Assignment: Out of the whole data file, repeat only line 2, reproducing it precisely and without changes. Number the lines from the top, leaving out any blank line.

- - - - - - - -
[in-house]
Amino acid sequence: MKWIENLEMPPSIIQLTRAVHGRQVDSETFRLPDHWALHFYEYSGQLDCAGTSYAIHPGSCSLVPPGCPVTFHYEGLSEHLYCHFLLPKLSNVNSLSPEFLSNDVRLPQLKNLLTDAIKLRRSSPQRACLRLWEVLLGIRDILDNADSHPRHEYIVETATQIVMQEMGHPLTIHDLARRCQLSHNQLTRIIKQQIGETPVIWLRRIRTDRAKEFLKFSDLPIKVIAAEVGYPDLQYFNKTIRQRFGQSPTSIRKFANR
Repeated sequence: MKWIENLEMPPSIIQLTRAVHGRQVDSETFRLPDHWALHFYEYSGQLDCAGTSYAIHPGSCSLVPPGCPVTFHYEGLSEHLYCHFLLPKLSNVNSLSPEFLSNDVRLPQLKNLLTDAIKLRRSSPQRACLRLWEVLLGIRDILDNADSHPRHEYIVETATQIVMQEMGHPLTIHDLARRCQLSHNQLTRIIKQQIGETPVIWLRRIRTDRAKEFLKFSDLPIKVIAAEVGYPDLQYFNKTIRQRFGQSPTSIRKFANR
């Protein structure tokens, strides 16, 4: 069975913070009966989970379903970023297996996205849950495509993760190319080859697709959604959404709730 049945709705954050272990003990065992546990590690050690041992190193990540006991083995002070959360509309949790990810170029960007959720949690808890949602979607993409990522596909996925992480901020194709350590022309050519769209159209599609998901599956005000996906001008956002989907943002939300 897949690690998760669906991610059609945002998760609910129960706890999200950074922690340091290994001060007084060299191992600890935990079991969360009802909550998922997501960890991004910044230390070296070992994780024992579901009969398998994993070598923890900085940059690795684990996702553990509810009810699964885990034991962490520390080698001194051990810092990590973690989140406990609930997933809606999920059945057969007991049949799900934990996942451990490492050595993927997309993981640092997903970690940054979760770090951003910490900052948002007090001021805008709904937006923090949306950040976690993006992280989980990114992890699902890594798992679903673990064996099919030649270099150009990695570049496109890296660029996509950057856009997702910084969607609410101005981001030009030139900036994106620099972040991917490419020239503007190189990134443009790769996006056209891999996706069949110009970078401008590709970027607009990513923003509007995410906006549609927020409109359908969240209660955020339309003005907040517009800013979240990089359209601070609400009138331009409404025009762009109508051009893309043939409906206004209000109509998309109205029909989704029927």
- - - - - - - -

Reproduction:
Amino acid sequence: MKWIENLEMPPSIIQLTRAVHGRQVDSETFRLPDHWALHFYEYSGQLDCAGTSYAIHPGSCSLVPPGCPVTFHYEGLSEHLYCHFLLPKLSNVNSLSPEFLSNDVRLPQLKNLLTDAIKLRRSSPQRACLRLWEVLLGIRDILDNADSHPRHEYIVETATQIVMQEMGHPLTIHDLARRCQLSHNQLTRIIKQQIGETPVIWLRRIRTDRAKEFLKFSDLPIKVIAAEVGYPDLQYFNKTIRQRFGQSPTSIRKFANR